High School Graduation
Take a moment and imagine that you graduated from high school last spring. You had decent grades and decided to go to your local community college for your first two years and save your family some money. As part of the admissions process, you took the college’s placement test. Afterward, you have your first meeting with an enthusiastic admissions counselor. She explains that your test scores mean that you must take several developmental courses BEFORE you can take any of your college-level courses! You ask more questions only to find out that the courses that you are required to take are the equivalent of middle school Math and English. There is a sinking feeling in your stomach as your mind flashes back to your recent graduation. You remember how proud you felt as you walked across the stage with family and friends yelling your name as you received your high school diploma. The reality hits you and you begin to feel that the last four years of your academic life are worthless. You are NOT alone!
High School Graduates are Not College-Ready
Many recent high school graduates feel the same way when they make the decision to further their education. Complete College America (CCA) reports that 42 percent of students entering college were required to take developmental courses. This means that approximately 1,700,000 students per year start in remediation. In April, the ‘Nation’s Report Card’ stated that “Most High School Seniors Aren’t College or Career Ready.” Less than 40 percent of the students they tested scored as college or career ready on the National Assessment of Educational Progress, or NAEP.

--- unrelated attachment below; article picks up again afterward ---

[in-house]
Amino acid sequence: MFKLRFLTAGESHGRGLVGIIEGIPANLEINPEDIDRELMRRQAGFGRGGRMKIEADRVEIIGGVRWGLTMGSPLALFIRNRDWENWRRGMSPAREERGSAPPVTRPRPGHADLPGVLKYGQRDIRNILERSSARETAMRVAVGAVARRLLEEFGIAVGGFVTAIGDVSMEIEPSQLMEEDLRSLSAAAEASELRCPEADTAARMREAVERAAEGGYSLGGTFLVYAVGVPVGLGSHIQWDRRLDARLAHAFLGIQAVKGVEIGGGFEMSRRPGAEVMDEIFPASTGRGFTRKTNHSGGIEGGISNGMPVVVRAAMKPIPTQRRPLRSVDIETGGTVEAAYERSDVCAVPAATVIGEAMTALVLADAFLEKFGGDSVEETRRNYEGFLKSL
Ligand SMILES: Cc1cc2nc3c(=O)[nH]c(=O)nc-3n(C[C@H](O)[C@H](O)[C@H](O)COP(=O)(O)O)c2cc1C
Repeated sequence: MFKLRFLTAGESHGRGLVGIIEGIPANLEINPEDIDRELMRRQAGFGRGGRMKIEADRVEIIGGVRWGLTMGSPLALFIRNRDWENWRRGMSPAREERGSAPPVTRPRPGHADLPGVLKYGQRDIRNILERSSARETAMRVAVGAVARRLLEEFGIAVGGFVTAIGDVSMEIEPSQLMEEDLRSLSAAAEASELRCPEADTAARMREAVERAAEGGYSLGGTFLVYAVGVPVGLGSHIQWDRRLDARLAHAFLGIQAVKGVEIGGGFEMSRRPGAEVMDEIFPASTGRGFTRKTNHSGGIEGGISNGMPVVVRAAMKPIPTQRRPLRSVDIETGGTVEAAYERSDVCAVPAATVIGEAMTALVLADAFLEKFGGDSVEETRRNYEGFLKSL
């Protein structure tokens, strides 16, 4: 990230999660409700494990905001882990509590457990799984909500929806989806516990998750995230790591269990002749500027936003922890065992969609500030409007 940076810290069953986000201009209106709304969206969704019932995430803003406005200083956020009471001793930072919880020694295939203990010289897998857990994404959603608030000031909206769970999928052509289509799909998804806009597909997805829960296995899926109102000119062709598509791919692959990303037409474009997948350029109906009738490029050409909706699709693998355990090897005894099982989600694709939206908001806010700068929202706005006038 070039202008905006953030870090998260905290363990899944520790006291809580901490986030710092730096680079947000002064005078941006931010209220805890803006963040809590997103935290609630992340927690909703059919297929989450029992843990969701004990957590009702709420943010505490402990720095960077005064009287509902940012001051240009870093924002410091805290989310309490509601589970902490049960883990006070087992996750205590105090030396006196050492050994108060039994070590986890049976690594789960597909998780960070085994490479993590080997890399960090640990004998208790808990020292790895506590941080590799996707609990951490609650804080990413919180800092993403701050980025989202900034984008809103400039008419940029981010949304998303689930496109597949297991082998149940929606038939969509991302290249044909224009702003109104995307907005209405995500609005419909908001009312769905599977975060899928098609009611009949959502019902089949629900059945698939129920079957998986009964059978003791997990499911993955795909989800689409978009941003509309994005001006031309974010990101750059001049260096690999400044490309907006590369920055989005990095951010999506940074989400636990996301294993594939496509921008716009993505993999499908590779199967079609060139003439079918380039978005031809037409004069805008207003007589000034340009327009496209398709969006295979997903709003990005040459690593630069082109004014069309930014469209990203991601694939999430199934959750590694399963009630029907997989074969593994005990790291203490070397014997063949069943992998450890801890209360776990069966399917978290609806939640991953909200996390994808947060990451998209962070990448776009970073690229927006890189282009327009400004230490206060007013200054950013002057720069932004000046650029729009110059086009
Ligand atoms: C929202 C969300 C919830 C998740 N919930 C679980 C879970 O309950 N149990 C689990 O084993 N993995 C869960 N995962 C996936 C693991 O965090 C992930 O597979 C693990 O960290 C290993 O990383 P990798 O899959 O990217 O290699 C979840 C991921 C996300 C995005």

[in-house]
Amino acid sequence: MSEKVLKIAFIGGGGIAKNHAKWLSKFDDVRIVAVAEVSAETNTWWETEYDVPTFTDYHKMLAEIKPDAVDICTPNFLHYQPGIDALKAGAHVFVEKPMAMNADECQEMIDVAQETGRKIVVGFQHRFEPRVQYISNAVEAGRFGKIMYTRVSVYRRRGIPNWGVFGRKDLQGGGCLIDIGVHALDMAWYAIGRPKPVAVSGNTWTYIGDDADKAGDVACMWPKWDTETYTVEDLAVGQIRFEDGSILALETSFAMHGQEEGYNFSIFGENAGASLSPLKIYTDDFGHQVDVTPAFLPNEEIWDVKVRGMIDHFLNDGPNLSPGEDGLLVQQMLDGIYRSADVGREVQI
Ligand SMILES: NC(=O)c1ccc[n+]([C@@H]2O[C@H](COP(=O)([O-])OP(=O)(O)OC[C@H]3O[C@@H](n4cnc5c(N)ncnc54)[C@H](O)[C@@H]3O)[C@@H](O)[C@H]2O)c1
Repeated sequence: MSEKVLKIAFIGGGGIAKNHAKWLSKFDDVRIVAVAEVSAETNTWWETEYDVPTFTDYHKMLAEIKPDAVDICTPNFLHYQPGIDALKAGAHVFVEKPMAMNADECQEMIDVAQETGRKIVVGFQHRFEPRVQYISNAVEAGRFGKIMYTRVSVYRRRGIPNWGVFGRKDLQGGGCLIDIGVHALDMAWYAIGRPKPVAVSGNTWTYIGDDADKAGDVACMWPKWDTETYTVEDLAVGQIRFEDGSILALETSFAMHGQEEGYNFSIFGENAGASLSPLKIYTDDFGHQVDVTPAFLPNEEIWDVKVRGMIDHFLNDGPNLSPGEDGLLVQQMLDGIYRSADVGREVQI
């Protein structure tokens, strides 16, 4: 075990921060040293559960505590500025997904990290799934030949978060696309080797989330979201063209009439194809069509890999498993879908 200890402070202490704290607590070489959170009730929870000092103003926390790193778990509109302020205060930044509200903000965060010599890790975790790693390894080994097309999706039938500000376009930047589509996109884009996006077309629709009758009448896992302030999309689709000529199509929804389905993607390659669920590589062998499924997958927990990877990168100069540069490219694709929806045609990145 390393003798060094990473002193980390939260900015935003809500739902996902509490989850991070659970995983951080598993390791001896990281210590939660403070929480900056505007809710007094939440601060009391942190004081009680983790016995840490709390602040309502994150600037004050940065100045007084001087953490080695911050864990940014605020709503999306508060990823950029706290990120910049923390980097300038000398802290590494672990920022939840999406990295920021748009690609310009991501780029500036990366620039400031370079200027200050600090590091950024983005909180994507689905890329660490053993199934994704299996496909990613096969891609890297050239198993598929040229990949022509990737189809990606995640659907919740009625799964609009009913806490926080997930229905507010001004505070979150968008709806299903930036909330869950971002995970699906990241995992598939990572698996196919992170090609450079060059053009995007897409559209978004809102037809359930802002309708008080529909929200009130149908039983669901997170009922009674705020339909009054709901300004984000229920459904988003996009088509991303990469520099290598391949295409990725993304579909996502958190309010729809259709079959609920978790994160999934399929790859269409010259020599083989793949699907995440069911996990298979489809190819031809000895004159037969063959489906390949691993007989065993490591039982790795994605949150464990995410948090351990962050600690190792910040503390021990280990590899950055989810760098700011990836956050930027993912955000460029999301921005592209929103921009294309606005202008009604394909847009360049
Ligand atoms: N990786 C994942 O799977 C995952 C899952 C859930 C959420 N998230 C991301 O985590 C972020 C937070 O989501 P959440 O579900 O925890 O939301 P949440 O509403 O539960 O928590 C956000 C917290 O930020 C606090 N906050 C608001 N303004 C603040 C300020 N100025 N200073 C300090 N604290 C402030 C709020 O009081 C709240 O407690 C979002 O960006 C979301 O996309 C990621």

What? Five years of elementary school, three years of middle school, and four years of high school…for what? What do you have to show for your all your time, sweat, and yes…tears, a high school diploma that amounts to a middle school education! Do you feel that you have been cheated, bamboozled, tricked, and lead astray? Well, what are you going to do about it now? Are you going to go back to your old high school and demand your money back? What about all that time you spent in grade school? Will you just pay for, and then take those developmental courses to get the education you thought that you had? Those courses that are supposed to get you “College-ready?” I don’t know about you, but I believed that high school was supposed to prepare you for college, among other things. You graduated. The real question is, "Do you have a high school education?"
Contact the school board, call the district superintendent, and make an appointment to see your local legislator! Shout it out to anyone that will listen. Let people know what is happening EVERY day with our high school graduates. Many are receiving a high school diploma, but only have a middle school education!
As a parent, a student, or a taxpayer, how does this make you feel? Now, what are you going to do about it? Let me know in the comments.